Ben Stein’s column in The New York Times, February 12, says, “CEOs routinely take home hundreds of times what the average worker is paid, whether or not the company is doing well. The graph for the pay of CEOs is a vertical line in the last five years.”
These statements are wildly incorrect. Estimates of CEO pay in 2005 won’t be available until April. But two pair of professional critics of CEO pay have calculated that compensation of CEOs of the largest corporations fell by 48-54 percent from 2000 to 2003.
Thomas Piketty and Emmanuel Saez gathered one set of CEO pay from Forbes, by cherry-picking a revolving list of top 100. By that selective measure (which is not at all “average”) CEO pay fell from $40.4 million in 2000 to $18.5 million in 2003, or 54 percent.
The reason should be obvious: As much as 78 percent of elite CEO pay in the late 1990s came from exercising options granted in the early 1990s, while options granted at the peak of the boom were soon worth little or nothing as stock prices crashed from about March 2000 to March 2003.
Another set of estimates was assembled by Lucian Bebchuck and Yaniv Grinstein. For S&P 500 firms, they figure that CEO pay fell from $17.4 million in 2000 to $9.1 million in 2003, or 48 percent. Among small-cap firms, CEO pay never got much above $2 million, where it was in 2003. Among mid-cap firms, CEO pay fell from $5.1 million in 1999 to $4 million in 2003.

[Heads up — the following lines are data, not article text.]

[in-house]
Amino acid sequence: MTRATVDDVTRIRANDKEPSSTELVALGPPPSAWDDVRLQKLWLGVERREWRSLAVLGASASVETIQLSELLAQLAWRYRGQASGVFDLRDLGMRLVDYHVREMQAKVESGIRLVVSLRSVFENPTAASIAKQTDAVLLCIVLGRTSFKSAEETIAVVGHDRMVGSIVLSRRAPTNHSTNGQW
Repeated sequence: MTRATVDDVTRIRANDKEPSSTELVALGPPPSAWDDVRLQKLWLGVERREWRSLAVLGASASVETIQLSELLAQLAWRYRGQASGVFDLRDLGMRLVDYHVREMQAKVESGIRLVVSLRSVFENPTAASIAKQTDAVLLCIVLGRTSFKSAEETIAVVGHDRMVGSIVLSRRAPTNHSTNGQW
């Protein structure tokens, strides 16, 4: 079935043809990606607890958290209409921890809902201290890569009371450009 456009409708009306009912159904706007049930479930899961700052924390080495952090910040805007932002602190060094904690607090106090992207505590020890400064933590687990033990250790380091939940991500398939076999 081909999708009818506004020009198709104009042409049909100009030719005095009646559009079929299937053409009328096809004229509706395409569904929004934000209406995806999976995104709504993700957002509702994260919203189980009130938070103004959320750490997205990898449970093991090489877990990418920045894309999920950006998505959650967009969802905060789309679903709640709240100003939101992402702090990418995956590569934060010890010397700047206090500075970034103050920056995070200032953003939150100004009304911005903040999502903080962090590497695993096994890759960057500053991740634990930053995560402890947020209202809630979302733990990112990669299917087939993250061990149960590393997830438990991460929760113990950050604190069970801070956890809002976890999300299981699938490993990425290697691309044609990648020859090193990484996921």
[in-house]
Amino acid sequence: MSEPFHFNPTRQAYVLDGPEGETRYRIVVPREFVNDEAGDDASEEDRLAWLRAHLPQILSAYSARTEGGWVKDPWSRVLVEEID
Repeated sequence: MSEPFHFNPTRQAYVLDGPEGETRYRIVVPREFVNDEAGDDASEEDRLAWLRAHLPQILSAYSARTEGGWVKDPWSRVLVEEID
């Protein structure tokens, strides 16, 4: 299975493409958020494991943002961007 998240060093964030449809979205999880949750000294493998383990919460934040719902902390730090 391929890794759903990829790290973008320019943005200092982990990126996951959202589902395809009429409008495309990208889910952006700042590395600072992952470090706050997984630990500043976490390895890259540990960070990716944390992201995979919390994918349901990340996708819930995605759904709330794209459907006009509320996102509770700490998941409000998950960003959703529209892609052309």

Any increase in CEO pay since 2003 needs to be put in the context of what happened before. CEOs in the Piketty-Saez elite 100 earned considerably less in 2003 than a different “top 100” did in 1996. The broader, more comparable Bebchuck-Grinstein list of 500 earned no more in 2003 than they did in 1997. In those 5 years the "trend" in CEO pay was much closer to horizonatal than vertical (albeit with a big spike in the middle), and CEO pay has been almost steadily down since 1998 among all but the biggest firms.
As for Ben's comment about CEO’s supposedly earning “hundreds of times” what the average worker is paid, “The State of Working America 2005” from the Economic Policy Institute estimates “the ratio of CEO to average worker pay” at 145 in 2002 and 185 in 2003. The further-left pamphlet “Executive Excess” fabricated a figure of 431, but did so by such devices as multiplying weekly wages of part-timers by 52 weeks and calling that average worker pay.
When it comes to writing about CEO pay, it appears perfectly acceptable to make totally false statements of fact so long as the accompanying rhetoric expresses a righteous sense of outrage. Personally, I find the absence of journalistic standards on this topic far more outrageous than anyone's income, even in Hollywood.